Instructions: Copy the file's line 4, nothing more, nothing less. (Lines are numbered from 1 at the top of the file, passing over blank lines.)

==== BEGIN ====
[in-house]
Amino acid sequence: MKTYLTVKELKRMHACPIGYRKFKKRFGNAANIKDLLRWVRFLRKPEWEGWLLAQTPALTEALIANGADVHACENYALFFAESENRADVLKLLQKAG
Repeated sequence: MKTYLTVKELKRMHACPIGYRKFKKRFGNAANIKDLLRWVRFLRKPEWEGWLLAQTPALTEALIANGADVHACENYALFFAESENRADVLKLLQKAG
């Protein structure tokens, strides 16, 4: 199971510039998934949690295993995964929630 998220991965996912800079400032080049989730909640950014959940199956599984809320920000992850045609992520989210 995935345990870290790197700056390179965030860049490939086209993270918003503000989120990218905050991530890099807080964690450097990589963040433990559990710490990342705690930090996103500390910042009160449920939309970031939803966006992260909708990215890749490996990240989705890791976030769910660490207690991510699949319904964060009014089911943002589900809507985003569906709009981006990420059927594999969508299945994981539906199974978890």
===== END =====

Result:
């Protein structure tokens, strides 16, 4: 199971510039998934949690295993995964929630 998220991965996912800079400032080049989730909640950014959940199956599984809320920000992850045609992520989210 995935345990870290790197700056390179965030860049490939086209993270918003503000989120990218905050991530890099807080964690450097990589963040433990559990710490990342705690930090996103500390910042009160449920939309970031939803966006992260909708990215890749490996990240989705890791976030769910660490207690991510699949319904964060009014089911943002589900809507985003569906709009981006990420059927594999969508299945994981539906199974978890």